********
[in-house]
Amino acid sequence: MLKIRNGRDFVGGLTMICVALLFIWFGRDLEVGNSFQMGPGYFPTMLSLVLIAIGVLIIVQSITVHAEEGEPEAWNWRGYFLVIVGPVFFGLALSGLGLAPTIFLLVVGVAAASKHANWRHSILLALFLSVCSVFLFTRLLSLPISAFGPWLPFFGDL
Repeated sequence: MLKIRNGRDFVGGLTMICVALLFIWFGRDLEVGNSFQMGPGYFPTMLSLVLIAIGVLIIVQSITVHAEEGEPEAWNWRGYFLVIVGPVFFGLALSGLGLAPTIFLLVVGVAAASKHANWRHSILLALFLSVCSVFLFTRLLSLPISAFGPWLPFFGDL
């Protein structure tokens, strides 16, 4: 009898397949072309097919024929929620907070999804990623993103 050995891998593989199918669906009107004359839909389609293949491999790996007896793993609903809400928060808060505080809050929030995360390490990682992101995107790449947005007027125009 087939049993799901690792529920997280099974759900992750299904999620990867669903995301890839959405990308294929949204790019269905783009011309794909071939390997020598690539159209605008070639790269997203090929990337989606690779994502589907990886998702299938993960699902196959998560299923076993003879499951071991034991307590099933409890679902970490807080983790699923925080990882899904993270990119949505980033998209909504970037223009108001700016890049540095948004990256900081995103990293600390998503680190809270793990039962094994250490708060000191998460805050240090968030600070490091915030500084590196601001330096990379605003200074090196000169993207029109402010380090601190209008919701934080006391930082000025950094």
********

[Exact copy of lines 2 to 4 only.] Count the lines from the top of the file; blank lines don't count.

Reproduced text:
Amino acid sequence: MLKIRNGRDFVGGLTMICVALLFIWFGRDLEVGNSFQMGPGYFPTMLSLVLIAIGVLIIVQSITVHAEEGEPEAWNWRGYFLVIVGPVFFGLALSGLGLAPTIFLLVVGVAAASKHANWRHSILLALFLSVCSVFLFTRLLSLPISAFGPWLPFFGDL
Repeated sequence: MLKIRNGRDFVGGLTMICVALLFIWFGRDLEVGNSFQMGPGYFPTMLSLVLIAIGVLIIVQSITVHAEEGEPEAWNWRGYFLVIVGPVFFGLALSGLGLAPTIFLLVVGVAAASKHANWRHSILLALFLSVCSVFLFTRLLSLPISAFGPWLPFFGDL
């Protein structure tokens, strides 16, 4: 009898397949072309097919024929929620907070999804990623993103 050995891998593989199918669906009107004359839909389609293949491999790996007896793993609903809400928060808060505080809050929030995360390490990682992101995107790449947005007027125009 087939049993799901690792529920997280099974759900992750299904999620990867669903995301890839959405990308294929949204790019269905783009011309794909071939390997020598690539159209605008070639790269997203090929990337989606690779994502589907990886998702299938993960699902196959998560299923076993003879499951071991034991307590099933409890679902970490807080983790699923925080990882899904993270990119949505980033998209909504970037223009108001700016890049540095948004990256900081995103990293600390998503680190809270793990039962094994250490708060000191998460805050240090968030600070490091915030500084590196601001330096990379605003200074090196000169993207029109402010380090601190209008919701934080006391930082000025950094």